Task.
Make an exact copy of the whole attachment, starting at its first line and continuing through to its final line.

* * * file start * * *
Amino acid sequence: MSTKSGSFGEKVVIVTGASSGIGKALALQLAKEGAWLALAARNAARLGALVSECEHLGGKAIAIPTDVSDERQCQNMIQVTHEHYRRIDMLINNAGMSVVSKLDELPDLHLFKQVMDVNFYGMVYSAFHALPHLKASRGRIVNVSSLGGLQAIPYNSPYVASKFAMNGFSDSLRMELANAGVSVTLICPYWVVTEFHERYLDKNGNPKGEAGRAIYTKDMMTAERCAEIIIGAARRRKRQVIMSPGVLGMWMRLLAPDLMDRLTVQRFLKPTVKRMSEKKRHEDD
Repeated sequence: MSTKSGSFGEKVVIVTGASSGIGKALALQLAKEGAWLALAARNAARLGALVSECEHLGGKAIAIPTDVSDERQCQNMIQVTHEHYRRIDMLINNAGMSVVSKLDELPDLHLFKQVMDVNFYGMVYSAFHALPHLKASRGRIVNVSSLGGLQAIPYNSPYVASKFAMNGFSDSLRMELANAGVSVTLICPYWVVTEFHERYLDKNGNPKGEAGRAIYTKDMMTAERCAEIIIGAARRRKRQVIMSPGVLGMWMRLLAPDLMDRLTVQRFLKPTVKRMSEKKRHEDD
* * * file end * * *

Amino acid sequence: MSTKSGSFGEKVVIVTGASSGIGKALALQLAKEGAWLALAARNAARLGALVSECEHLGGKAIAIPTDVSDERQCQNMIQVTHEHYRRIDMLINNAGMSVVSKLDELPDLHLFKQVMDVNFYGMVYSAFHALPHLKASRGRIVNVSSLGGLQAIPYNSPYVASKFAMNGFSDSLRMELANAGVSVTLICPYWVVTEFHERYLDKNGNPKGEAGRAIYTKDMMTAERCAEIIIGAARRRKRQVIMSPGVLGMWMRLLAPDLMDRLTVQRFLKPTVKRMSEKKRHEDD
Repeated sequence: MSTKSGSFGEKVVIVTGASSGIGKALALQLAKEGAWLALAARNAARLGALVSECEHLGGKAIAIPTDVSDERQCQNMIQVTHEHYRRIDMLINNAGMSVVSKLDELPDLHLFKQVMDVNFYGMVYSAFHALPHLKASRGRIVNVSSLGGLQAIPYNSPYVASKFAMNGFSDSLRMELANAGVSVTLICPYWVVTEFHERYLDKNGNPKGEAGRAIYTKDMMTAERCAEIIIGAARRRKRQVIMSPGVLGMWMRLLAPDLMDRLTVQRFLKPTVKRMSEKKRHEDD